Plenty time yet to set the hardy boys

There’s still time to plant seeds, sets and tubers, writes Kitty Scully.

With March drawing to a close there really are only a few crops that should be in the ground.

Last week I was advocating the joys of March-sown early potatoes, Jerusalem artichokes and shallots and this week it is time to examine two other hardy early sown crops. If you have missed any sowings in March, panic not, as all of these hardy seeds, sets and tubers can also be planted in April.

Broad Beans

Broad beans (Vicia faba) are a delicacy that rarely grace supermarkets be that for lack of demand or storability. However, the truth of the matter is that when cultivated and cooked right, of all the beans, broad beans are one of the easiest to grow and tastiest to eat.

They are an exceptionally hardy crop that will do well in the Irish climate and certain varieties such as Aquadulce Claudia even tolerate overwintering outside. Most other broad beans prefer to be sown in spring and this year in Airfield we are growing a dwarf variety the Sutton in the hope it will withstand the occasional battering by wind.

Another compact variety is the heirloom broad bean crimson flowered which are not only a very decorative addition to the plot but also wind tolerant and delicious tasting.

Broad beans work best when grown in blocks and a general guide is to sow seeds directly in the ground 5cm deep with about 25cm spacing between seeds in each direction.

Soaking seeds overnight before sowing will help speed up germination. It pays to sow a few extra seeds closely spaced at the end of a row to cater for any misses that will cause gaps.

Standard broad beans will not grow as tall as runner or French beans so do not require a trellis or wigwam supports to cling to.

However, they can grow tall enough to warrant some kind of support so it is worth putting a few stakes at each corner of the bed or row end and a few intermittent stakes in between with strings run around to keep plants supported and upright.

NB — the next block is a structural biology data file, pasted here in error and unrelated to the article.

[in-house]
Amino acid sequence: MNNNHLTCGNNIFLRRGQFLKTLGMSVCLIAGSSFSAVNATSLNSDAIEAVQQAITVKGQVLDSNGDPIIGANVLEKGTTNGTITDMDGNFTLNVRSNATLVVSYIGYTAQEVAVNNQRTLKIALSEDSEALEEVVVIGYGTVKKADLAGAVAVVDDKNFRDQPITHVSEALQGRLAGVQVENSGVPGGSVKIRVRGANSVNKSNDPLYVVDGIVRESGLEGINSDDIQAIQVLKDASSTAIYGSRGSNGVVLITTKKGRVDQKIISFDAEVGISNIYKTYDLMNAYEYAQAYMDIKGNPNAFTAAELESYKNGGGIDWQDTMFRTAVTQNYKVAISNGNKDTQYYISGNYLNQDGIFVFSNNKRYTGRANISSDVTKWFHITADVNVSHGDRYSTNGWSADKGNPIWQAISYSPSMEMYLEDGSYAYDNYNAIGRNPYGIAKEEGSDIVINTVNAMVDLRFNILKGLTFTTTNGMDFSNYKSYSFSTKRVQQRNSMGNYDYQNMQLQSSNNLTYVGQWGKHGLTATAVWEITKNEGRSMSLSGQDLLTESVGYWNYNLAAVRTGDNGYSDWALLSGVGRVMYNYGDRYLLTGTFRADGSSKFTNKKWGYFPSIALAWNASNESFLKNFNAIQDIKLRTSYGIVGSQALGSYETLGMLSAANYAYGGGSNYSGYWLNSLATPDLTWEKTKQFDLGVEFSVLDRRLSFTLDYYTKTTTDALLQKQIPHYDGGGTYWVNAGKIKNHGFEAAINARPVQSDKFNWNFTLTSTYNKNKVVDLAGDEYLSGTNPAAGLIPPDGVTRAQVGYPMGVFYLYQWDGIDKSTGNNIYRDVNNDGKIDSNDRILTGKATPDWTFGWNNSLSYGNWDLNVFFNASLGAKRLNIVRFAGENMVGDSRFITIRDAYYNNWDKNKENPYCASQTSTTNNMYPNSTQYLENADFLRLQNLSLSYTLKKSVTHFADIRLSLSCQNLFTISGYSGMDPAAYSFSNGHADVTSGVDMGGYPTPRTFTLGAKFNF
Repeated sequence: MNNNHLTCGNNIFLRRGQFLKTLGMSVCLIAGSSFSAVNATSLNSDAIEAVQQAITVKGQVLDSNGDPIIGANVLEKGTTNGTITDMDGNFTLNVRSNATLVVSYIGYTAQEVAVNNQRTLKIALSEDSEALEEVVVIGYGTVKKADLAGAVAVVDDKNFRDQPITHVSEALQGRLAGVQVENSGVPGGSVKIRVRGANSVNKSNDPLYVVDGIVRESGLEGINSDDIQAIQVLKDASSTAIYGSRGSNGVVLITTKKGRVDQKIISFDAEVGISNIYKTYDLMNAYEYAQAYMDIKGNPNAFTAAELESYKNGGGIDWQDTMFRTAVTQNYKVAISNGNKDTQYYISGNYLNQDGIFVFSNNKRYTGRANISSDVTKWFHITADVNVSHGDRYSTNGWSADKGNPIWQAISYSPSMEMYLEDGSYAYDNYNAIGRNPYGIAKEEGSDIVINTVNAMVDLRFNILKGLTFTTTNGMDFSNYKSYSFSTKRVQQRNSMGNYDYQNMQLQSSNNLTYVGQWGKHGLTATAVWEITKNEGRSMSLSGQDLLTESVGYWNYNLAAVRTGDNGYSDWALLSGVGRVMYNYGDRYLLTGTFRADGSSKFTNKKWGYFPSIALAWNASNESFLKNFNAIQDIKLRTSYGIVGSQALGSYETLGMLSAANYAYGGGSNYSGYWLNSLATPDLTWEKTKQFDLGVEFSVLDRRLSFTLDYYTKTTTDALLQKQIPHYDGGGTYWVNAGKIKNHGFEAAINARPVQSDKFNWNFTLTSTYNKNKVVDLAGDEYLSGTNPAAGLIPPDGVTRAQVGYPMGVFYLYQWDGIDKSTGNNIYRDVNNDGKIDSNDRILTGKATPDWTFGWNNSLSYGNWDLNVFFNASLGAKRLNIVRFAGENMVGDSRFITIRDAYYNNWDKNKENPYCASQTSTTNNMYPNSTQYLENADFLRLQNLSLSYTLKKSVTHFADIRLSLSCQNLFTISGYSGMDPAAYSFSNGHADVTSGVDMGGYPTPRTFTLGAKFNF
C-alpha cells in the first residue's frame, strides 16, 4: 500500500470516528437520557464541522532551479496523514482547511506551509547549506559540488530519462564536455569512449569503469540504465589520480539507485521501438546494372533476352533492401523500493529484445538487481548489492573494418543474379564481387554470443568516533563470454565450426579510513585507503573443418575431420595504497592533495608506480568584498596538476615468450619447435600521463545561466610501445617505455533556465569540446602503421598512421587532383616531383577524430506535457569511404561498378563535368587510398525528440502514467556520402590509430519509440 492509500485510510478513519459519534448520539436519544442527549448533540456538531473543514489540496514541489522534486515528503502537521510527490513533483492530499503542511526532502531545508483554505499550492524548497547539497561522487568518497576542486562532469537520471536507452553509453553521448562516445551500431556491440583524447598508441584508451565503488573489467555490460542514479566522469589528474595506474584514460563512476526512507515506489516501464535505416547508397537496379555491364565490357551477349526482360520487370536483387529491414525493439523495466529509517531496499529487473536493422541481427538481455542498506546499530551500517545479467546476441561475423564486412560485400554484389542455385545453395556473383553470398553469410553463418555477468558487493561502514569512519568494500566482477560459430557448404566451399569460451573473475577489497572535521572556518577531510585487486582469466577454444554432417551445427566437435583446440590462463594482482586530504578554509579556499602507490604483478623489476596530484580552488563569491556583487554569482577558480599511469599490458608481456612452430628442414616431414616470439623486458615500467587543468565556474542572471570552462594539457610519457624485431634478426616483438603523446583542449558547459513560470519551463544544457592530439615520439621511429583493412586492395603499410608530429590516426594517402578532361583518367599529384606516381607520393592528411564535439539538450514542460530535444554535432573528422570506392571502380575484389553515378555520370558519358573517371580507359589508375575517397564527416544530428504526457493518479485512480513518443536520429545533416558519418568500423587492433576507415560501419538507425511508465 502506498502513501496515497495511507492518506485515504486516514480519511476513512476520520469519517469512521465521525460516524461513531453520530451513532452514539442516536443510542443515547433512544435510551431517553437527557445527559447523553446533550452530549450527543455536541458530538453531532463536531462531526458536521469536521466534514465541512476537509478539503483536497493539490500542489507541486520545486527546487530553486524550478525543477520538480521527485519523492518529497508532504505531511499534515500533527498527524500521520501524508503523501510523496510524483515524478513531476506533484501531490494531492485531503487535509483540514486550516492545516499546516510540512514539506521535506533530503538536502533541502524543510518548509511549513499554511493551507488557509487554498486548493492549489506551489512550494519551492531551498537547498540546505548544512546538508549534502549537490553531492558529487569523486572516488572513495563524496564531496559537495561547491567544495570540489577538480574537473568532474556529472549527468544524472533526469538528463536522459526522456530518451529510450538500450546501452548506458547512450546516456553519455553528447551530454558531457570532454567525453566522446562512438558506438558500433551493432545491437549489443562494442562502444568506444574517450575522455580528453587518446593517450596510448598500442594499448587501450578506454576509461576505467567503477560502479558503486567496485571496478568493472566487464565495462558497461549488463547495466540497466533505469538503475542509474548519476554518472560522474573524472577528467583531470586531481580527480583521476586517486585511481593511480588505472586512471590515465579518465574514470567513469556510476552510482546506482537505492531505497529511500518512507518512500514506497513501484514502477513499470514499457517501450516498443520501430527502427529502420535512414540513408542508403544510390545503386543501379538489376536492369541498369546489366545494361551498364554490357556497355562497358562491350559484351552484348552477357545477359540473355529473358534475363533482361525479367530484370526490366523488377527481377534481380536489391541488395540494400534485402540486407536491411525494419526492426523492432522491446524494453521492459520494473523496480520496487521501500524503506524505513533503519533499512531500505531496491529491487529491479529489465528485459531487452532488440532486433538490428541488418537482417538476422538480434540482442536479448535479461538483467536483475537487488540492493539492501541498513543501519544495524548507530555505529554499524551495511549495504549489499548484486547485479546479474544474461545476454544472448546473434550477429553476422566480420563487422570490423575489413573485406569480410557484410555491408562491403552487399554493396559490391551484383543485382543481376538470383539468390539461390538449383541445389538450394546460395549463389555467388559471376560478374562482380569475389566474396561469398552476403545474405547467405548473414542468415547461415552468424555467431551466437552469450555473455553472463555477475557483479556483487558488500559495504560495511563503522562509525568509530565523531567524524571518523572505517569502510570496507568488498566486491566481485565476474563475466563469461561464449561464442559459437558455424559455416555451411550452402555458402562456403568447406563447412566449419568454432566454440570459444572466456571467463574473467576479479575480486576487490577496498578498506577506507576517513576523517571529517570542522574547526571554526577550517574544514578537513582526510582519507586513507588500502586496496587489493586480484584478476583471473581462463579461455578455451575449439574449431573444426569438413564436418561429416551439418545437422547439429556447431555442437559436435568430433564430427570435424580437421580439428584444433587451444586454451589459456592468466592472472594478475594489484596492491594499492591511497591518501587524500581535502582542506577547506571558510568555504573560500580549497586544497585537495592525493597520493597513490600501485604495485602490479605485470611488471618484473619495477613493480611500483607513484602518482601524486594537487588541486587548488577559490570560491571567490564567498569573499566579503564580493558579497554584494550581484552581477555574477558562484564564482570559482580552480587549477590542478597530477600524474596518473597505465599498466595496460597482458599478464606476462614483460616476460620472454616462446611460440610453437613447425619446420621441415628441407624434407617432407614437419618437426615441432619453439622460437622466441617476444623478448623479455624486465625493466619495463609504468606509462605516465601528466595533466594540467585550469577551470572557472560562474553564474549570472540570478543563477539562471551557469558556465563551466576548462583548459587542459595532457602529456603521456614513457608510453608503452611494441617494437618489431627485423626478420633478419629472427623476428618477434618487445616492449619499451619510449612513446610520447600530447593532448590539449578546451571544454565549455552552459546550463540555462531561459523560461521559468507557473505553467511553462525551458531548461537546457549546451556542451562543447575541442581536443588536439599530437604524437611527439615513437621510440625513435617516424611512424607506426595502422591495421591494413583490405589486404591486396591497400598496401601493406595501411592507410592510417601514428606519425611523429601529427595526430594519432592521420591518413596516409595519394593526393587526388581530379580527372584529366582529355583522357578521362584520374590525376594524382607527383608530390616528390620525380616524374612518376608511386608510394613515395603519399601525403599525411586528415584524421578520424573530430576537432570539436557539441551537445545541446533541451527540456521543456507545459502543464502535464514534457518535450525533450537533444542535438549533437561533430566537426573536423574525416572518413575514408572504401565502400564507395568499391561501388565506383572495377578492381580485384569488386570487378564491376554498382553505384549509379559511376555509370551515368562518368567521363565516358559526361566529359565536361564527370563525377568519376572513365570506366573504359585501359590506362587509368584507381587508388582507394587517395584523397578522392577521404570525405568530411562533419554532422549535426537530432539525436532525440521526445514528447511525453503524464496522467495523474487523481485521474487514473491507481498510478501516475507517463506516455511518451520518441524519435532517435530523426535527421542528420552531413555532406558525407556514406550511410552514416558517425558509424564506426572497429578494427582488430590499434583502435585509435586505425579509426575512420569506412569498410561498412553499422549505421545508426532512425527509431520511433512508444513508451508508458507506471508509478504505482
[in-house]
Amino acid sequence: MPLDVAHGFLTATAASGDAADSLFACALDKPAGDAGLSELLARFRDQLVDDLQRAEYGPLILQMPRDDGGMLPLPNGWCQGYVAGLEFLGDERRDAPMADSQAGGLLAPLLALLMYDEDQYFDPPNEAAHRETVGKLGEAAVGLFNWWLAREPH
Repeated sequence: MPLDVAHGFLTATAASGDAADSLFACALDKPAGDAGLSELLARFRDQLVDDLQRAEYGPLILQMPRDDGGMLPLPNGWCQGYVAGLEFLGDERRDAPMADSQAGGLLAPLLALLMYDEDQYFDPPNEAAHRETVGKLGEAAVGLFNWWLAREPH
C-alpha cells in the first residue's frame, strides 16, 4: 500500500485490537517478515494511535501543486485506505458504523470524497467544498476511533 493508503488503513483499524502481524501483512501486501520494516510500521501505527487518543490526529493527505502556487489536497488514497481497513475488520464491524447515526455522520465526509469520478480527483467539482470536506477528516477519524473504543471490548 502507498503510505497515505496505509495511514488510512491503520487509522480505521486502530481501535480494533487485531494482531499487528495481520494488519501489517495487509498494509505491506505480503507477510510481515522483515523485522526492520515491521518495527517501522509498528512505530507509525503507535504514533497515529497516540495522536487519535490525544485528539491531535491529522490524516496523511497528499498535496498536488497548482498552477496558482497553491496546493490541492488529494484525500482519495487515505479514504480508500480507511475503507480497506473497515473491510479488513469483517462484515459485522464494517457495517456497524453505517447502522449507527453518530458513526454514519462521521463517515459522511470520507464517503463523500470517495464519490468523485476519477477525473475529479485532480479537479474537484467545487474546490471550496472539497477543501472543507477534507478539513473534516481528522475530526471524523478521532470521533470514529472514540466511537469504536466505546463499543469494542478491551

Onions

Onions are a staple crop which granted are readily available and cheap to buy organically, but there is also immense satisfaction from sowing, growing, harvesting, drying and storing your own.

Onions require a rather long growing period if they are to mature into good-sized bulbs and once the days get shorter after June 21 they are increasingly likely to go to seed, so it’s best advised to get them going early in the year. They are a cinch to grow from sets and are a crops scarcely bothered by wind, low temperatures or slugs.

By sowing spring and autumn varieties of onions in any given year and using good storage techniques, it is possible to have your own supply of homegrown organic onions, year round.

Due to their upright vertical leaves, an onion’s arch nemesis is weeds, so once you keep the hoe moving while crops are establishing, they are a super straightforward crop. Again there are lots of spring-sown onion varieties to choose from and white onion sturon and Stuttgart giant’ are two reliables.

If you haven’t bought your onion sets yet, get cracking to ensure best quality. Red onion sets usually come in to stock later and are generally planted in April. Sets are readily available and are simply small immature onions that increase in size when planted.

They usually are available to buy in a red and white variety and ensure that you only select the best firm sets to plant. Avoid very large sets or those with shoots and roots sprouting. Remember a good set equals a good onion.

Onions do best when planted in free-draining, weed-free soil and it could pay to plant through a ground fabric such as mypex or use a mulch if weeding time is going to be an issue.

As onions are members of the allium family, ensure to follow a crop rotation and do not plant it in a bed where leeks have been harvested. If your soil is very heavy, incorporate organic matter or plant in a raised bed.

As a rule, rows should be 30cm apart with sets planted at about 10cm to 15cm in the row to allow for good-sized bulbs. The smaller the spacing the smaller the onion, which might be desirable depending on the volume of onions you use at any given mealtime.

To prevent birds pulling out sets, cover them with a fleece, which should be removed when the first shoots appear or use other scare methods, such as CDs on a string.


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